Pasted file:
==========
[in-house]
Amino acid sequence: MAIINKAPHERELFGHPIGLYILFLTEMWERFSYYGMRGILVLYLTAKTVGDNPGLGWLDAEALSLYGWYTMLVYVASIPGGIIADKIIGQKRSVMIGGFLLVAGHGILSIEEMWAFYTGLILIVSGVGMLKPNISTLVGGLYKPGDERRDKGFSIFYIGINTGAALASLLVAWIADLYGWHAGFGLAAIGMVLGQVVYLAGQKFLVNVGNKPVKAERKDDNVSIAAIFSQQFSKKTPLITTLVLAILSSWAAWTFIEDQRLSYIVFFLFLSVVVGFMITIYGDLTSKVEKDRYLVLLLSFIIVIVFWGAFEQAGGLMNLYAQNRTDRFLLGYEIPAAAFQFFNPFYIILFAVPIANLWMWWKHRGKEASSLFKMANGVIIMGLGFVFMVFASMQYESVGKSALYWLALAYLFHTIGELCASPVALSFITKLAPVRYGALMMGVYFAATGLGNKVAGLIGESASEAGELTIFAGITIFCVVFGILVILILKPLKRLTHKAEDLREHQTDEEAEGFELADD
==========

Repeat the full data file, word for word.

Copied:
[in-house]
Amino acid sequence: MAIINKAPHERELFGHPIGLYILFLTEMWERFSYYGMRGILVLYLTAKTVGDNPGLGWLDAEALSLYGWYTMLVYVASIPGGIIADKIIGQKRSVMIGGFLLVAGHGILSIEEMWAFYTGLILIVSGVGMLKPNISTLVGGLYKPGDERRDKGFSIFYIGINTGAALASLLVAWIADLYGWHAGFGLAAIGMVLGQVVYLAGQKFLVNVGNKPVKAERKDDNVSIAAIFSQQFSKKTPLITTLVLAILSSWAAWTFIEDQRLSYIVFFLFLSVVVGFMITIYGDLTSKVEKDRYLVLLLSFIIVIVFWGAFEQAGGLMNLYAQNRTDRFLLGYEIPAAAFQFFNPFYIILFAVPIANLWMWWKHRGKEASSLFKMANGVIIMGLGFVFMVFASMQYESVGKSALYWLALAYLFHTIGELCASPVALSFITKLAPVRYGALMMGVYFAATGLGNKVAGLIGESASEAGELTIFAGITIFCVVFGILVILILKPLKRLTHKAEDLREHQTDEEAEGFELADD